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Fri Oct 30, 2015, 04:06 PM

What was fake on the Internet this week: Why do we even bother, honestly?

Typically, we use this space to debunk the various hoaxes, charades and conspiracy theories that afflict social media each week. But this week, I can’t do it. I must abstain. Because someone’s done a study on debunk efforts like this one, and bottom line? They’re all in vain.

To reach this heart-rending conclusion, Walter Quattrociocchi — the head of the Laboratory of Computational Social Science at IMT Lucca — and a team of seven (!) other researchers studied how two groups of U.S. Facebook users interacted with news on the site. One group was comprised of people who interact with reputable science pages. (Those are the ones who presumably have a level of news literacy.) The other group was made of people who like far-out conspiracy pages — anti-vaxxers, Illuminati-watchers, that kind of thing.

They quickly came to two conclusions about the conspiracy and non-conspiracy groups. First off: They didn’t overlap at all, which means the misinformed, as we’ll politely call them, were unlikely to ever see the truth. And second, when the conspiracy group did encounter “debunking” information, it didn’t change their mind. In fact, it just made them more resolute: After encountering a post that challenged a conspiracy theory, theorists tend to like and comment on pages about that theory even more.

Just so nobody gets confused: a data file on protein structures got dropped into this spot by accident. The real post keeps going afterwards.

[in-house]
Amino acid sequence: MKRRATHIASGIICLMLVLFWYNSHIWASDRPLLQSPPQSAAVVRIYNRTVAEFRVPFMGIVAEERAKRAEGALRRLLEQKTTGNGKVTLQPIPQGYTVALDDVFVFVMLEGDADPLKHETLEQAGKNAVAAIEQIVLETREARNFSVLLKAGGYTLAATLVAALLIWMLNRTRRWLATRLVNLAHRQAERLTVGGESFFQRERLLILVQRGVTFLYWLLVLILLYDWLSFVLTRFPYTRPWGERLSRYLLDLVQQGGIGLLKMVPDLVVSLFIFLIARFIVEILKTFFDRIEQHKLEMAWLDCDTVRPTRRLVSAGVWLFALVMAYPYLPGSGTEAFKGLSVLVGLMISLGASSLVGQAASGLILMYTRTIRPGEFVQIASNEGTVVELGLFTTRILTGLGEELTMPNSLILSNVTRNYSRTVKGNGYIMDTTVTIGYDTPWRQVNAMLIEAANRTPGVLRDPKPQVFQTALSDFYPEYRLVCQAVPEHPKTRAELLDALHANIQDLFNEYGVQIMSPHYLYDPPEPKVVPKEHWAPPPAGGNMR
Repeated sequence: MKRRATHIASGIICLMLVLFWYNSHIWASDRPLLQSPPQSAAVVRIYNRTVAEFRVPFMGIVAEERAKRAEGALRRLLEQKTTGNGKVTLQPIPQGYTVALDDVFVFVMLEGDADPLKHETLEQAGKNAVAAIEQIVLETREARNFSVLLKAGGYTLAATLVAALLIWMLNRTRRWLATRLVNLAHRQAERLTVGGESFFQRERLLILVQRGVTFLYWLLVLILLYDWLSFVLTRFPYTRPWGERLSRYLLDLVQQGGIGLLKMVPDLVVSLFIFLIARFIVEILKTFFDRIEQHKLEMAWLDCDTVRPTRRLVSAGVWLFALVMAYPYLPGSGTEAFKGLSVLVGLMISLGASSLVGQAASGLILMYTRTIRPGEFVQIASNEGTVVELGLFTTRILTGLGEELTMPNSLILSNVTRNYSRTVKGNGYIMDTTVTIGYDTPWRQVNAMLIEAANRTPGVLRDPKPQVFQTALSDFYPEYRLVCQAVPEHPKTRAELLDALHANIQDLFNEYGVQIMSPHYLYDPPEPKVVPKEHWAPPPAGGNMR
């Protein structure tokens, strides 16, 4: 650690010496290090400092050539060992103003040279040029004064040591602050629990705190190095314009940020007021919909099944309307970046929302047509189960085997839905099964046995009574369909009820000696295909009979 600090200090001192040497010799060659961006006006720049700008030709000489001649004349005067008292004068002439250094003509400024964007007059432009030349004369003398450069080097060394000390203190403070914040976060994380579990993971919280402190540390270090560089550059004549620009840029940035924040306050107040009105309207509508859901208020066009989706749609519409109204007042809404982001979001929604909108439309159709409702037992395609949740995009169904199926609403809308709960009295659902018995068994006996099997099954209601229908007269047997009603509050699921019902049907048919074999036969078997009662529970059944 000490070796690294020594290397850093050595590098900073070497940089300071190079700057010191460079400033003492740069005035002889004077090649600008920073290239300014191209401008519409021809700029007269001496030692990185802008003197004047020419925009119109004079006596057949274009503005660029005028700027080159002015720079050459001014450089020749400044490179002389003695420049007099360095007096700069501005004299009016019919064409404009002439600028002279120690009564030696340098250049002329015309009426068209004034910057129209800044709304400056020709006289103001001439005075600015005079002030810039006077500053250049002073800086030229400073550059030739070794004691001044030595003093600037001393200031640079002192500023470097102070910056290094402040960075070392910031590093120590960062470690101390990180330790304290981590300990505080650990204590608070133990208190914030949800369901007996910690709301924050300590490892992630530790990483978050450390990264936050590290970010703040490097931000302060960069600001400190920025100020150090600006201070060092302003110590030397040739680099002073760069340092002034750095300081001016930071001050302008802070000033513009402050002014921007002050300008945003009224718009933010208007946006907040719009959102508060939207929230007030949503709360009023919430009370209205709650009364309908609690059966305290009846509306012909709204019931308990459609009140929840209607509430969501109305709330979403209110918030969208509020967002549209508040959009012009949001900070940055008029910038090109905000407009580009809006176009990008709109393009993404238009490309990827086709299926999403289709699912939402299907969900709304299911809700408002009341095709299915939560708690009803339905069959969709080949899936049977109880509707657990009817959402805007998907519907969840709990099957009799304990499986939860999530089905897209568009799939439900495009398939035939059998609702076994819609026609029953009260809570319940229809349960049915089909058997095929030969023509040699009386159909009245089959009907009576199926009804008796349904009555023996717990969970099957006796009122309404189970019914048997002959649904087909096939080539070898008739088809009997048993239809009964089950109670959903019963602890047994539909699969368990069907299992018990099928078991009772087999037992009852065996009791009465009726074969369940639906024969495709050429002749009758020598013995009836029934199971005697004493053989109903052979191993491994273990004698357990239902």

Do debunk efforts change people’s minds? Well — not really. The orange line shows the rate at which people stop engaging with conspiracy posts if they HAVE seen debunks. The green line is the same rate, but if they haven’t: It’s faster. (Quattrociocchi et al)

That counter-intuitive effect, Quattrociocchi writes, has something to do with the conspiracy echo chamber: Because social environments like Facebook allow users to mold it to their own tastes, they’re only ever exposed to people and information “that conforms with their beliefs.” (More research will be needed, Quattrociocchi has said, to determine if Facebook’s algorithms exaggerate that tendency; a controversial study, published last May, suggests that it does — albeit modestly.)

https://www.washingtonpost.com/news/the-intersect/wp/2015/10/30/what-was-fake-on-the-internet-this-week-why-do-we-even-bother-honestly/?tid=sm_tw

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Reply What was fake on the Internet this week: Why do we even bother, honestly? (Original post)
Blue_Tires Oct 2015 OP
underpants Oct 2015 #1

Response to Blue_Tires (Original post)

Fri Oct 30, 2015, 04:18 PM

1. I don't believe it

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